General Court assesses impact of IP TRANSLATOR on marks registered prior to decision

European Union

In Chair Entertainment Group LLC v Office for Harmonisation in the Internal Market (OHIM) (Case T-717/13), which concerned whether there was a likelihood of confusion between the trademarks SHADOW COMPLEX and BusinessShadow for goods in Class 9 of the Nice Classification, the General Court has examined the impact of the IP TRANSLATOR decision on the specification of trademarks registered prior to the date of that decision.

On February 29 2009 Chair Entertainment Group LLC filed a Community trademark application for SHADOW COMPLEX in Class 9 for "computer game software for personal computers and home video game consoles". The application was opposed by Libelle AG, based, among other things, on a Community trademark for BusinessShadow, registered on September 13 2005 for "computer software (recorded)". On February 14 2011 the Opposition Division of OHIM found that there was a likelihood of confusion between the two marks, and refused Chair Entertainment's application in accordance with Article 8(1)(b) of the Community Trademark Regulation (207/2009).

Chair Entertainment's appeal against this decision was rejected by the Second Board of Appeal of OHIM on October 1 2013. The Board of Appeal found that there was a likelihood of confusion at least amongst the English-speaking average consumers. The marks were considered to have a low degree of visual and phonetic similarity due to the presence of the word 'shadow', which was the dominant element of both marks. The goods concerned were considered identical. Chair Entertainment challenged the Board of Appeal's findings before the General Court.

The court began by reviewing the Board of Appeal's findings in respect of the assessment of the average consumer. Chair Entertainment argued that the Board of Appeal had failed to take into account that the relevant public is made up of younger consumers and technology professionals, which would mean that the average consumer had an above-average level of attention to the marks. The court did not dispute that these groups would form part of the relevant public, but considered that the goods covered by the earlier mark were also aimed at the general public. Where the relevant public is made up of a number of different groups, the public with the lowest level of attention should be taken into account (Ergo Versicherungsgruppe v OHIM (Case T-220/09)).

Chair Entertainment challenged the Board of Appeal's assessment that the goods concerned were identical. Chair Entertainment's argument centred on Communication No 2/12 concerning the use of class headings in lists of goods and services for Community trademark applications and registrations, which was issued following the court's decision in Chartered Institute of Patent Attorneys (Case C-307/10), more commonly known as the IP TRANSLATOR decision. Paragraph V of the communication provides that, where a mark was registered prior to the date of the communication which includes a general indication of a particular Nice Classification class heading, the mark will be deemed to be registered for all of the goods or services included in that particular class. Applying this approach, the Board of Appeal found that the goods applied for were identical to the goods specified in Libelle's registration, which included software.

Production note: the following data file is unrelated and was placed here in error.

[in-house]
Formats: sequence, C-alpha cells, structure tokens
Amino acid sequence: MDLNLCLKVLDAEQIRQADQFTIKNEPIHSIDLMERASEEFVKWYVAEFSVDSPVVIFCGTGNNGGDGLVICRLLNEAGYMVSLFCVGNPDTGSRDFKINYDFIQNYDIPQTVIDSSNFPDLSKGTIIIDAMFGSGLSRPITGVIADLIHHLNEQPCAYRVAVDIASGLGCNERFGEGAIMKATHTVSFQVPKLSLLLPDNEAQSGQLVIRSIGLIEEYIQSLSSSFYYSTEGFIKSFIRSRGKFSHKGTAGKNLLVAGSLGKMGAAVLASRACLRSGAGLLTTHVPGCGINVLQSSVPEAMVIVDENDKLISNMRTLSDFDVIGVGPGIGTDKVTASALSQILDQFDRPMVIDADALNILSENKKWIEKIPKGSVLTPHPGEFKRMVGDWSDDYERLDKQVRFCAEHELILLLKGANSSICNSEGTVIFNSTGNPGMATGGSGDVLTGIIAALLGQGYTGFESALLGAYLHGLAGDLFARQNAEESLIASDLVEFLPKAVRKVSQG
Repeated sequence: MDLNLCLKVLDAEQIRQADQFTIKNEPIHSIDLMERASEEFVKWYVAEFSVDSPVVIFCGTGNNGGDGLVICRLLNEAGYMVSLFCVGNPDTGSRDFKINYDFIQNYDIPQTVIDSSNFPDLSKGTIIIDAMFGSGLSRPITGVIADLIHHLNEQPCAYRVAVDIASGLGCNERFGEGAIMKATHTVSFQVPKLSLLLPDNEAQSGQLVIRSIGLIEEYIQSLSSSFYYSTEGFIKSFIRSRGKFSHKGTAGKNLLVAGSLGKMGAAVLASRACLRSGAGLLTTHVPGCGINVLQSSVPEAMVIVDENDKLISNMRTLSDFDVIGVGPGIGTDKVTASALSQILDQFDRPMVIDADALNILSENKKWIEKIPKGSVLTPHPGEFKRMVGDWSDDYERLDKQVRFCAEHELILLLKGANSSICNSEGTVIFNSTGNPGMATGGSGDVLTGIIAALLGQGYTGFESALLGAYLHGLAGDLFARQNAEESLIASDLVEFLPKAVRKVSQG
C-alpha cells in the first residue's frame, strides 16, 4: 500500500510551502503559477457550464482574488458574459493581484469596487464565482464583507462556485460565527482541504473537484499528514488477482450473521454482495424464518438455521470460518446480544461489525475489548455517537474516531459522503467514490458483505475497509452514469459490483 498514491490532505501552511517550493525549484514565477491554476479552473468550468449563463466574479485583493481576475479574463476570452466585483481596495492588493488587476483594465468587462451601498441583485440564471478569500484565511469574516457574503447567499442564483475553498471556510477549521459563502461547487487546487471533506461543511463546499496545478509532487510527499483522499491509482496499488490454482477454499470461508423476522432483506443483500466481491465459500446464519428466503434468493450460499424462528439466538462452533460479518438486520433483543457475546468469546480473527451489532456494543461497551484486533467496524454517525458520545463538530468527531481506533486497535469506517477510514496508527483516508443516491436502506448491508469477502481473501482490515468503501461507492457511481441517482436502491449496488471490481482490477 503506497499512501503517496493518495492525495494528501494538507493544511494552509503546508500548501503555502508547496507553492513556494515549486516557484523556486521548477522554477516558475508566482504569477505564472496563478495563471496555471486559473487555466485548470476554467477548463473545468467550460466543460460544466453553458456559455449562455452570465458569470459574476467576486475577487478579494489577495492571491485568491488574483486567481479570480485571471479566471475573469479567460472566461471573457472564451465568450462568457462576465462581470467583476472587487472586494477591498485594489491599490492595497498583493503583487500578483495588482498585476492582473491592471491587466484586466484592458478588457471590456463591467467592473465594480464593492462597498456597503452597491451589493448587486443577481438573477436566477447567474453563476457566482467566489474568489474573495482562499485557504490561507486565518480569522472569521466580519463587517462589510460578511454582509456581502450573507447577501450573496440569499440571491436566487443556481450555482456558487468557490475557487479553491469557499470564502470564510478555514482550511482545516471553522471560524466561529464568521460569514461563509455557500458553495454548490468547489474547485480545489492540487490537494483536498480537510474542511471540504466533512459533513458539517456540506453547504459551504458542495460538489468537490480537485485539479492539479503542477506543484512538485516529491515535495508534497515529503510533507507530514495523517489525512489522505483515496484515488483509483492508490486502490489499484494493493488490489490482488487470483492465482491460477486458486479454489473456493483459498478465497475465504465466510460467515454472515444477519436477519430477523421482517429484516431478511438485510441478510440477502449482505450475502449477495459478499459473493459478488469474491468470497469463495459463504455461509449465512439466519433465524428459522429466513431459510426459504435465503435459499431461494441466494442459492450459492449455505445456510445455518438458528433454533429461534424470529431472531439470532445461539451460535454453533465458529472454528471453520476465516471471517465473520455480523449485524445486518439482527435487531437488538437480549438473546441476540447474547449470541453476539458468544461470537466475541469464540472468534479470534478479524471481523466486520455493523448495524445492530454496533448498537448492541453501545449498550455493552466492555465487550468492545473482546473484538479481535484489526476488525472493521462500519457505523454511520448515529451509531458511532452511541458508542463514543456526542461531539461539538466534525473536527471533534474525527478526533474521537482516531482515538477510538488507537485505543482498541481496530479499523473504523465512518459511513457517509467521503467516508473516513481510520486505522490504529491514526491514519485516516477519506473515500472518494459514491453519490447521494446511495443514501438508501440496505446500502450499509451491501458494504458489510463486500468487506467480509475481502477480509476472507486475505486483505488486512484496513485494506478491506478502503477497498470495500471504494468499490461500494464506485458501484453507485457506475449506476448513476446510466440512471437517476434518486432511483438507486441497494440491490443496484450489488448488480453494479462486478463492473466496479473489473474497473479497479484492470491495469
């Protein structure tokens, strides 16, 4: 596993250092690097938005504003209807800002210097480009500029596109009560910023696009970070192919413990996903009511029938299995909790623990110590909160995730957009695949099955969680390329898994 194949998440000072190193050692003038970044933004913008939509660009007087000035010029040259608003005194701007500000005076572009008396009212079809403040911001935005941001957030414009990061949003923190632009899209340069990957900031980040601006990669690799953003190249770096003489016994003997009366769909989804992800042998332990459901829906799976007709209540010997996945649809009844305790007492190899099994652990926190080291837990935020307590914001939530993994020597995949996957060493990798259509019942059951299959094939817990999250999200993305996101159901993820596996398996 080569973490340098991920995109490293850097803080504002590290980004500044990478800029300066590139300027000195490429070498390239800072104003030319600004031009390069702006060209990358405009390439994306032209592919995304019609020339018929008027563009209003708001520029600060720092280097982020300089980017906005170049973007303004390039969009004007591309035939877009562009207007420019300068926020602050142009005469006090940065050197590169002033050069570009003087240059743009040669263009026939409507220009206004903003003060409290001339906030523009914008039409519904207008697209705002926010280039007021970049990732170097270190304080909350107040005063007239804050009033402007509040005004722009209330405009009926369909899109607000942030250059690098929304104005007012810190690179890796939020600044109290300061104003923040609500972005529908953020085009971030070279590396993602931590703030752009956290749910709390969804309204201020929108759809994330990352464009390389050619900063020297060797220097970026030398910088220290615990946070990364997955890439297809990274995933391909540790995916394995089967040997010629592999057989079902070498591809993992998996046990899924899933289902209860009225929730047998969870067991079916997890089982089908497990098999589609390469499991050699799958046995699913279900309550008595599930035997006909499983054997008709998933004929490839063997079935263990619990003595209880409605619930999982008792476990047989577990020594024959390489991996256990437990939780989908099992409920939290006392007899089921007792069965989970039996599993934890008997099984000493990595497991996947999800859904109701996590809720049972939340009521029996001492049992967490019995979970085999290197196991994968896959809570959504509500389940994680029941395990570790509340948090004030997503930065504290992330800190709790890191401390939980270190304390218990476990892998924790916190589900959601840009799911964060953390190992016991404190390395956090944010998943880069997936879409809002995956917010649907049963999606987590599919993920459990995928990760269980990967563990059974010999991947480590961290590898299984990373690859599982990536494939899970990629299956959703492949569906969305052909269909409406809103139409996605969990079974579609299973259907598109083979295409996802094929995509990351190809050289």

Chair Entertainment maintained that the Board of Appeal's approach was consistent with the communication, but was contrary to the principles set out by the court in IP TRANSLATOR, as the Board of Appeal should have assessed the identity of the goods based on the literal meaning of the specification. Chair Entertainment contended that this should be limited to "complex software for the protection of databases and file systems". The court disagreed. It considered that "computer software (recorded)" was sufficiently clear and precise and that the Board of Appeal was correct in determining that the reference to the class heading "computer software" should be interpreted as including all of the goods within that class. This was consistent with the principles in IP TRANSLATOR and the principle of legal certainty, affirming the court's previous decision in Scooters India Ltd v OHIM (Case T-51/12).

In assessing the similarity of the marks, the court held that 'shadow' was the distinctive element of both and that the Board of Appeal was entitled to find that the marks were conceptually similar. The Board of Appeal had found that the marks were of low visual and phonetic similarity, which was not challenged by Chair Entertainment. The court nevertheless assessed the visual and phonetic similarity of the marks as average, taking into account the shared distinctive element 'shadow'. The court concluded that the Board of Appeal was correct in finding that there was a likelihood of confusion between the marks.

The class heading for Class 9 of the Nice Classification includes the term 'computer software'. Chair Entertainment's appeal was essentially based on the argument that the Board of Appeal should have limited the interpretation of the goods to a narrower specification ("computer software (recorded)") than all those falling under the general designation "computer software". The scope of the specification of pre-IP TRANSLATOR trademarks remains open to interpretation by OHIM through the application of the principles of IP TRANSLATOR and Communication No 2/12. This case demonstrates that this may result in a broad interpretation of a specification for a trademark registered prior to IP TRANSLATOR. Proprietors of such trademarks should also be aware of the potential consequences of this in respect of actions for revocation due to non-use of the trademark.

Leigh Smith, Clifford Chance LLP, London

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